Subinvolution

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Subinvolution is a medical condition in which after childbirth, the uterus does not return to its normal size.

Definition[edit]

When the involution is impaired or retarded it is called subinvolution. The uterus is the most common organ affected by subinvolution. As it is the most accessible organ to be measured per abdomen, the uterine involution is considered clinically as an index to assess subinvolution.

Causes[edit]

Predisposing factors[edit]

  1. grand multiparity
  2. overdistension of uterus as in twins and hydramnios
  3. ill maternal health
  4. caesarean section
  5. uterine prolapse
  6. retroversion after the uterus becomes pelvic organ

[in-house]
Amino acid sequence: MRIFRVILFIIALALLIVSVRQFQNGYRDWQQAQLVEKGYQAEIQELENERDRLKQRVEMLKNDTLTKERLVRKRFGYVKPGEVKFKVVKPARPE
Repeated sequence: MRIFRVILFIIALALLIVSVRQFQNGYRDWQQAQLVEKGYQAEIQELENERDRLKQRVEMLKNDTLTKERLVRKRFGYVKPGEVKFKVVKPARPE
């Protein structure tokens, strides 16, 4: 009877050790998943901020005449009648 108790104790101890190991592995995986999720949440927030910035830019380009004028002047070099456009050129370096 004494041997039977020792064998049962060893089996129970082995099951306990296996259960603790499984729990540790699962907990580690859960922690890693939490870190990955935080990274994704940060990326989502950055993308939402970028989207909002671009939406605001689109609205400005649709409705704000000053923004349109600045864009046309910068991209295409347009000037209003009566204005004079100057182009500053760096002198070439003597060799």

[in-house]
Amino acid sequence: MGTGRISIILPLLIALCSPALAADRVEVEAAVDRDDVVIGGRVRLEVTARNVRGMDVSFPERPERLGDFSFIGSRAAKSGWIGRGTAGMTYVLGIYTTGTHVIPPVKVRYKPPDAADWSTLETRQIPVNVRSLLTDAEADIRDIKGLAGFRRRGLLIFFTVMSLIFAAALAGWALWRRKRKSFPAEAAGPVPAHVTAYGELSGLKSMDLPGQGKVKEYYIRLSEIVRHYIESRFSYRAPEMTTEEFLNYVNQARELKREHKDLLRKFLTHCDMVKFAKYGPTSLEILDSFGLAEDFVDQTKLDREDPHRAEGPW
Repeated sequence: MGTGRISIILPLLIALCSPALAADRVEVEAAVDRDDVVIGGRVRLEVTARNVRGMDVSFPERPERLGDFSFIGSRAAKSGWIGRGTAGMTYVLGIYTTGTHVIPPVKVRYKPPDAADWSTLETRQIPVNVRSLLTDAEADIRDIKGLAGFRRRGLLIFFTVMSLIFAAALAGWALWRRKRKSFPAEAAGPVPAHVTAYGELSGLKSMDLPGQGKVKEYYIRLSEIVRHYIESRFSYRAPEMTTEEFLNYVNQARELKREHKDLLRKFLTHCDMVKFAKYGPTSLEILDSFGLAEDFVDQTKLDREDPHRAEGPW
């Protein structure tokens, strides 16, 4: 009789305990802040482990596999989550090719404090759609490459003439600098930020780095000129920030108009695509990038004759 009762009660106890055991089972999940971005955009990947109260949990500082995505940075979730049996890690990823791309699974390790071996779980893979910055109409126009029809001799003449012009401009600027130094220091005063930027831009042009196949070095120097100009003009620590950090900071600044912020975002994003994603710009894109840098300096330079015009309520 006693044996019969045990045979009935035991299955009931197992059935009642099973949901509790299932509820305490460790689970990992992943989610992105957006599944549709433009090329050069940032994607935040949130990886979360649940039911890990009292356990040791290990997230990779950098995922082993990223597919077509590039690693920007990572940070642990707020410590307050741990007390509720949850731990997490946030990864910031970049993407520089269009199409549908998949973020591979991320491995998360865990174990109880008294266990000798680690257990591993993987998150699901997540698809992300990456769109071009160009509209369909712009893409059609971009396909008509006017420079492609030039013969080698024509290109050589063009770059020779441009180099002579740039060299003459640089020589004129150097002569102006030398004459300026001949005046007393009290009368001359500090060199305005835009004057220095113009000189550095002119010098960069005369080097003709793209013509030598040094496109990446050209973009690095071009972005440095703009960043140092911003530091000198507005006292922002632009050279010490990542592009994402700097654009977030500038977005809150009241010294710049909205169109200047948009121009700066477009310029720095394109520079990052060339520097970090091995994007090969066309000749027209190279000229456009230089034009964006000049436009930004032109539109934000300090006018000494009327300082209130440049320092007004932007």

7. uterine fibroid

Aggravating factors[edit]

  • Retained products of conception
  • Uterine sepsis, endometritis

Factors[edit]

  • Persistent lochia/fresh bleeding
  • Long labor
  • anesthesia
  • full bladder
  • difficult delivery
  • retained placenta
  • maternal infection

Symptoms[edit]

The condition may be asymptomatic. The predominant symptoms are:

  • Abnormal lochial discharge either excessive or prolonged
  • Irregular or at times excessive uterine bleeding
  • Irregular cramp like pain is cases of retained products or rise of temperature in sepsis

Signs[edit]

1. The uterine height is greater than the normal for the particular day of puerperium. Normal puerperal uterus may be displaced by a full bladder or a loaded rectum. It feels boggy and softer upon palpation. 2. Presence of features responsible for subinvolution may be evident.

Management[edit]

  • Antibiotics in endometritis
  • Exploration of the uterus in retained products
  • Ergometrine so often prescribed to enhance the involution process by reducing the blood flow of the uterus is of no value in prophylaxis.

Notes[edit]

References[edit]

  • DC Dutta Textbook of obstetrics sixth edition